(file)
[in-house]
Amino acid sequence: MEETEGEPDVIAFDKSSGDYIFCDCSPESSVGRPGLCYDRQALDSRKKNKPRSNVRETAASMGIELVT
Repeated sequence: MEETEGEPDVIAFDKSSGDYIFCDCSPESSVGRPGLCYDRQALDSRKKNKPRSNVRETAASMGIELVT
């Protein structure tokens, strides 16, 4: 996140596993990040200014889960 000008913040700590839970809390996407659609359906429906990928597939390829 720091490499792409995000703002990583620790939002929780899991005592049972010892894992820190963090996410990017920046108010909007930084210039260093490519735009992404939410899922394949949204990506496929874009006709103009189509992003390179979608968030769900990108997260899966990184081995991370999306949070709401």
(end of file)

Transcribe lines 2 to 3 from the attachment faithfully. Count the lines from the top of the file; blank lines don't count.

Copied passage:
Amino acid sequence: MEETEGEPDVIAFDKSSGDYIFCDCSPESSVGRPGLCYDRQALDSRKKNKPRSNVRETAASMGIELVT
Repeated sequence: MEETEGEPDVIAFDKSSGDYIFCDCSPESSVGRPGLCYDRQALDSRKKNKPRSNVRETAASMGIELVT